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That quest for "clarity" (here we go again)

Discussion in 'Amps and Cabs [BG]' started by the engine, Mar 19, 2009.


  1. the engine

    the engine Guest

    So I've read a lot of posts lately about "clarity" when it comes to tube amps (and any other amp for that matter). Well, I think I've hit on something. I did a lot of experimenting lately with different amp/cab combinations. I borrowed gear from all of my friends just to bring it home and try it out. I think I have finally realized what a lot of you already knew. For those of you (like me) who didn't listen to the advice of others, here goes. The single largest factor that I found that will add "clarity" to your tone is....wait for it....HEAD ROOM! (What the heck are you talking about?) I've noticed for years that the best sounding PA systems that I played through had a lot more watts worth of amps in their racks than the speakers were rated for. Well now I know why. I recently (yesterday) bought a new rig. The amp is rated at almost 1 1/2 times what the cab is rated for. It has a tube preamp and solid state power. As I found during my experiment, the "clarity" is amazing! No mud! Even when I dial in the warmest, fattest tones the amp will get, still clear (and trust me...it will get warm and FAT). Every time I hooked up gear during the "lab testing" I did, that ONE FACTOR did more to clear up tone than any tweeking of the knobs, combination of speakers, even new strings! I'm assuming (and hoping) that somebody really smart is going to swoop in and tell me why this is the case. I'm not saying that if you put a really craptastic 2000W amp on top of some really craptastic 20W speakers that you will have created a tone beast. But after trying 11 different heads and 17 cabs in almost endless combinations, I feel like I've really picked up on something. I hope this will help some of you so that you won't have to drive your friends (not to mention your wives) crazy bumming gear and killing the chance of any real dinner conversation for months. Cheers!



    P.S. Using speakon connectors rather than 1/4" also made a difference in high powered amps. But that's a topic for another day .
     
  2. the engine

    the engine Guest

    I almost forgot! Noobies! If you take this theory and run with it, be careful! I don't want the blood of your speakers on my hands! Know the limits of your gear. If you don't know, ask somebody! Please! Just trying to help.
     
  3. Fuzzbass

    Fuzzbass P5 with overdrive Gold Supporting Member

    The way I would say it is this: for clarity, use a rig (amp and speakers) that is louder than you need. Both amp and speakers can be limiting factors to clarity: i.e. either component will distort when pushed beyond its normal operating limit.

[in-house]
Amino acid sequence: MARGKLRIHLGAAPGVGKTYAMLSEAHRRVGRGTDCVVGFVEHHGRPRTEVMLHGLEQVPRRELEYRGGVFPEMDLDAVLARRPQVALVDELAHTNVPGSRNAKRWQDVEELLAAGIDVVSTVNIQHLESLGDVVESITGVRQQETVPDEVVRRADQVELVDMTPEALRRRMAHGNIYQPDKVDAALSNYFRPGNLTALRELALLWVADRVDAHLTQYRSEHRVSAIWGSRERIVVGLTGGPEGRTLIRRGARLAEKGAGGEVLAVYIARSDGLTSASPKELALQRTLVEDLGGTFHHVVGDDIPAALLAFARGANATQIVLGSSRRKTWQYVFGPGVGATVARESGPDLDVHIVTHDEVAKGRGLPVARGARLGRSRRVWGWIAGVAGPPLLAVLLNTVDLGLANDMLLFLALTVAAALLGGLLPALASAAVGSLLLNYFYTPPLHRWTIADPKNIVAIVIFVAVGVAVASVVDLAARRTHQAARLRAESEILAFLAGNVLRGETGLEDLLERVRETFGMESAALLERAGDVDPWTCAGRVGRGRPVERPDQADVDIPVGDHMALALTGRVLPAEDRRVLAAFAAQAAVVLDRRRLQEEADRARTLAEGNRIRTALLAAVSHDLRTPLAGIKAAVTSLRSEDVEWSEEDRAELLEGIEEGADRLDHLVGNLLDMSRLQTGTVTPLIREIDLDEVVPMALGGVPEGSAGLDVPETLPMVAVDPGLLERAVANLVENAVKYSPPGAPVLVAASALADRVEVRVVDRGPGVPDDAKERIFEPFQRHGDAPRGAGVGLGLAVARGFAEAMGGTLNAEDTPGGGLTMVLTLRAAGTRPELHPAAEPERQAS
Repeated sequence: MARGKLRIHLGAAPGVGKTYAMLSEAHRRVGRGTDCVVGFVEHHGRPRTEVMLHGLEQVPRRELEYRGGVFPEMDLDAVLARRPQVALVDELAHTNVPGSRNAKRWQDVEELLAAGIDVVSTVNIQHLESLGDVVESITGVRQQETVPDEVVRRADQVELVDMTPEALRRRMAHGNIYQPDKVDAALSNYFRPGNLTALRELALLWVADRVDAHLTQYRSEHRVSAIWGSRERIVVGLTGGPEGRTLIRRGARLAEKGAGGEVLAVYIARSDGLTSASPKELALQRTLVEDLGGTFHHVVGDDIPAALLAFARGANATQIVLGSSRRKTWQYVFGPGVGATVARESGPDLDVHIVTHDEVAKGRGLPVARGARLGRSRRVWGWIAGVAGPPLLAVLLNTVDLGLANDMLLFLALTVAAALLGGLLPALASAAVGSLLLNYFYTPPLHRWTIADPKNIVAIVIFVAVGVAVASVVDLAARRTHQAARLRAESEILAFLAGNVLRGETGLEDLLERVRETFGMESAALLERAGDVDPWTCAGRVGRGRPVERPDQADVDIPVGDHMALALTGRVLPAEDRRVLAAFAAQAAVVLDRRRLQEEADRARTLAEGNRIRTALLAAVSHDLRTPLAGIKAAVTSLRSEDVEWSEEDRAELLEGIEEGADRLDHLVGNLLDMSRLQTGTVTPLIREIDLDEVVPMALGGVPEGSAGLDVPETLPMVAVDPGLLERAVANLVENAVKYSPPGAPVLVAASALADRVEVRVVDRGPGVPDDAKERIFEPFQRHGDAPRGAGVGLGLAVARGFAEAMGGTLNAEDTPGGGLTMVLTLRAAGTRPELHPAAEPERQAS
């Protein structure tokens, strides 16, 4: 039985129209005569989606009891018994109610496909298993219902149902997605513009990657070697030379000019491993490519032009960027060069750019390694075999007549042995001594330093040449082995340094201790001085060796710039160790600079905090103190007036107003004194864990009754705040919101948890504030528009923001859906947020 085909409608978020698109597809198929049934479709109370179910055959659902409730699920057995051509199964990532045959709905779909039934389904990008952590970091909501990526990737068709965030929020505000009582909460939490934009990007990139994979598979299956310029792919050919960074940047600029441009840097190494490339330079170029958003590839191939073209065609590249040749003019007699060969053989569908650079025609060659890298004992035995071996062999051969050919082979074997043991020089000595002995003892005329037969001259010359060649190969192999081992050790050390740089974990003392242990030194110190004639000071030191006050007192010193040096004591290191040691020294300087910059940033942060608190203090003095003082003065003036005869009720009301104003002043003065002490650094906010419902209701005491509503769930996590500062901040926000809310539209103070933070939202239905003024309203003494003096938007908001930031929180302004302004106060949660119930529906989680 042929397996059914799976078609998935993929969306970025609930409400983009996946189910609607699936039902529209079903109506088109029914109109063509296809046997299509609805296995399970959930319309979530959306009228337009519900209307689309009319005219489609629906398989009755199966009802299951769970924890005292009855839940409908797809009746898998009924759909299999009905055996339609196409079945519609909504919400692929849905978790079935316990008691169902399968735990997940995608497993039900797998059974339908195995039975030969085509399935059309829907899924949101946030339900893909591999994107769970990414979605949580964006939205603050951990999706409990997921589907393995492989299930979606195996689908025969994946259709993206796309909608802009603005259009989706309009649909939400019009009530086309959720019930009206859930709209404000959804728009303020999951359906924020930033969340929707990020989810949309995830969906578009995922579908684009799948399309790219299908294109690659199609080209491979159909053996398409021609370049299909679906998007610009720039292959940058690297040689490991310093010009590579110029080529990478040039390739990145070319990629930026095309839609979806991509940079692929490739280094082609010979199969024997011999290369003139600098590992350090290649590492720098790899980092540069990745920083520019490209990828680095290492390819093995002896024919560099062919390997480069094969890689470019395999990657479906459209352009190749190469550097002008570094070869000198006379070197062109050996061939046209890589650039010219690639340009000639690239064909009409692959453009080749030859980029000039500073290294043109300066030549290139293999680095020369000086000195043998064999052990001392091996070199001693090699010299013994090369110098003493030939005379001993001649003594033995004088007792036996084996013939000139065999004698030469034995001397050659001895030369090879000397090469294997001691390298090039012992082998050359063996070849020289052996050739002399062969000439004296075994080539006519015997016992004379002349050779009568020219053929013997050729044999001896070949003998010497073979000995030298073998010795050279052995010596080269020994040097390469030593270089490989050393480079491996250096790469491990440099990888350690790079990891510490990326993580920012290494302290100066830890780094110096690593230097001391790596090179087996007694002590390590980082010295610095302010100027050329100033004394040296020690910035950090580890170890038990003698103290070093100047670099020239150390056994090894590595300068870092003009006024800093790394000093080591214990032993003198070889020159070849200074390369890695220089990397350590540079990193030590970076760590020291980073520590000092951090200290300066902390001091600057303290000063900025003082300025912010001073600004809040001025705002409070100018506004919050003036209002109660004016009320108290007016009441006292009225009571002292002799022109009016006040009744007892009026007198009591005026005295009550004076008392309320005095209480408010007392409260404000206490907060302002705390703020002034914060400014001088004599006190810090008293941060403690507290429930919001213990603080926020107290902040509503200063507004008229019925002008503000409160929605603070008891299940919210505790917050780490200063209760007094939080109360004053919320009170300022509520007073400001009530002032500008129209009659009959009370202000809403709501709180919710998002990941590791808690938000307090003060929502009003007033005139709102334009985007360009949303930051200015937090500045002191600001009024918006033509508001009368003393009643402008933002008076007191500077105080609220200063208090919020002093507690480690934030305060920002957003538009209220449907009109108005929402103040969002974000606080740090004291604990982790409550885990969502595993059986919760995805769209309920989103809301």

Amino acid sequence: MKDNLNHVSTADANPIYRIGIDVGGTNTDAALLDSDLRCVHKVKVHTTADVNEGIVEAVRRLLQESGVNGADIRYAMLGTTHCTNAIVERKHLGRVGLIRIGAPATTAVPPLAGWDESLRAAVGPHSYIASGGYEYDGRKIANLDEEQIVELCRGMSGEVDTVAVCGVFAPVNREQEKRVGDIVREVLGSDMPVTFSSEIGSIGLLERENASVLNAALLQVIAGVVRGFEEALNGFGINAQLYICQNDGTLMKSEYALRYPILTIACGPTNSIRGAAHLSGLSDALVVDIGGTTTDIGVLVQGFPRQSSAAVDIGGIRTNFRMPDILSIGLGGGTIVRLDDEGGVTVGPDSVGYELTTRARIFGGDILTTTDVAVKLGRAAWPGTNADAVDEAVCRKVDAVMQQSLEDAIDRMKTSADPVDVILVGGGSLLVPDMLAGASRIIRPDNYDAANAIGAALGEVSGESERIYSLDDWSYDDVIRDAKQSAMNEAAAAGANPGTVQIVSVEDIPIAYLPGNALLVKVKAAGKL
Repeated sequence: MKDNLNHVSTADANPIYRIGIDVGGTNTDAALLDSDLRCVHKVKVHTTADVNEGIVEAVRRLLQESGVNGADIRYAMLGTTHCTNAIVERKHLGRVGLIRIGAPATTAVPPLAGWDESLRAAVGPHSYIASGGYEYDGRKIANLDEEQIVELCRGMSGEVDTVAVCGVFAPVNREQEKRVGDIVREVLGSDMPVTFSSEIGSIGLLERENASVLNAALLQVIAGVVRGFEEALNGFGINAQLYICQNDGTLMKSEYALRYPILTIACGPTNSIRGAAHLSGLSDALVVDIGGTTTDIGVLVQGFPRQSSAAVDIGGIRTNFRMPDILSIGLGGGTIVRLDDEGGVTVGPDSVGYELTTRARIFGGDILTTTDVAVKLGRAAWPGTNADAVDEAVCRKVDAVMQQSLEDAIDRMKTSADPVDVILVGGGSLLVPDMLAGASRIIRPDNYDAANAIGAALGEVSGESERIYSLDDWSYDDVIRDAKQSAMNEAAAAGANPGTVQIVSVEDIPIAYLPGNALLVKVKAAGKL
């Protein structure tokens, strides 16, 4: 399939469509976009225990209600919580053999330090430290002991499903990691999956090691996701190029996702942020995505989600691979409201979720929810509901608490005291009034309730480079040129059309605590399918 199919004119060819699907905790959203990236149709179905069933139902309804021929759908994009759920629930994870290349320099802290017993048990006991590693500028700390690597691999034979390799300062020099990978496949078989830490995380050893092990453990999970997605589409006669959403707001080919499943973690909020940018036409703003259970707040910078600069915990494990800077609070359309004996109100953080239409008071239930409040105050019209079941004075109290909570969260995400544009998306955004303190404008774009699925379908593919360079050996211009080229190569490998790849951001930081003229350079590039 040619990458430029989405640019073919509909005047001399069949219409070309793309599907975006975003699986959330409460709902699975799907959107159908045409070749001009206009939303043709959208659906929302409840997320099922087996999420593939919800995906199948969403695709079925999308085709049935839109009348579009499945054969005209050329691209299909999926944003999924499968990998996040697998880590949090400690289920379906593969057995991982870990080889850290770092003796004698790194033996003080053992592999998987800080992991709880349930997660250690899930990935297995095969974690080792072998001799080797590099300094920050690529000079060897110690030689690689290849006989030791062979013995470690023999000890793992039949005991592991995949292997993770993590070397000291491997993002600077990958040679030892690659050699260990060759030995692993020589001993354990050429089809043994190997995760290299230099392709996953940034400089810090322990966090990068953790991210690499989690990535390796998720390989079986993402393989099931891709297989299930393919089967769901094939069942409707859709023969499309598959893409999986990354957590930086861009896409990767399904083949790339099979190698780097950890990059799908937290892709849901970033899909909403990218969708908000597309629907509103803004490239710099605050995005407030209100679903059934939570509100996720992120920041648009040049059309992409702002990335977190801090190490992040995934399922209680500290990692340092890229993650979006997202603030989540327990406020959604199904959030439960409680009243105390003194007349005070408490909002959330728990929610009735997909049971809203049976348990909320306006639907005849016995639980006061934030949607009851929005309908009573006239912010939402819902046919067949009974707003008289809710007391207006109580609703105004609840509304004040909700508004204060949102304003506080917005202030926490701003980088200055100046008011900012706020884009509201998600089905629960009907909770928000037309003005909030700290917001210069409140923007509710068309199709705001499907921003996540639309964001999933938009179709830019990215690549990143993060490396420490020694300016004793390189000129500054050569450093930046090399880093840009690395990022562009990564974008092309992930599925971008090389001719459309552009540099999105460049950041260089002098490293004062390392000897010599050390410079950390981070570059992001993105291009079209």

4. +1 and that could be a 50 watt 110 combo, or a 1000 watt 412 rig depending on the context and requirements.
     
  5. What so many people define as that "tube" sound is overdriving (specifically) the power tubes in the power section.

    It stands to reason that the higher power the amp, the less chance you have of overdriving the power section. That knob labeled "volume" is really handy, and as elementary as it seems, some people haven't quite figured out that it goes down as well as up.
     
  6. El Tookay

    El Tookay Supporting Member

    Sep 19, 2008
    Vancouver
    +1! Old SVT's sound godly, but you gotta crank the sh*t outta them to get that sound, because it comes from the saturation of the power tubes. A 6146-equipped SVT can be really clean at lower volumes, and same goes for Marshall Superbass/ Major heads. Watage does NOT equal SPL, but in tube amps, wattage equals headroom.
     
  7. the engine

    the engine Guest

    I agree with what you guys are saying. I'm not saying that you have to have a bazzilion watt rig with a few dozen 15's and 45 10's to get clarity. And (as we have all debated to no end) "clarity" is not a definitive. I'm just saying that all other things equal, head room seemed to allow me to find clearer versions of the same tones. I LOVE the warmth a "gooeyness" of tubey tones. I'm not trying to get rid of that by any means. It's tough to describe what I found. I guess trying to describe a tone that's "tubey" and yet really clear and focused is like trying to describe the ocean to someone who's never seen it. Anyway...cheers to all. Good to hear your input.
     
  8. Fuzzbass

    Fuzzbass P5 with overdrive Gold Supporting Member

    Ha. I agree with you that "tubey" tone and clarity are not mutually exclusive! I run a high-power rack rig and big speaker cab (6x10), but my tone comes from SansAmp preamps, which are solid state but desinged to emulate the sound of tubes.

    With that rig, my desired amount of tubey (emulated) goodness happens at any gig, quiet or loud! I used to love my vintage SVT head and cab back in the day, but the problem was that in small rooms my sound would be too clean, and at big gigs (outdoors) it could get too dirty.



    *Note to tube aficionados: I'm not saying my SansAmp rig sounds as good as an old SVT, but it's close enough for me, and as noted, a big advantage is not having to worry how much my tone will change as my volume changes (and it weighs less, too).
    :bassist:
     

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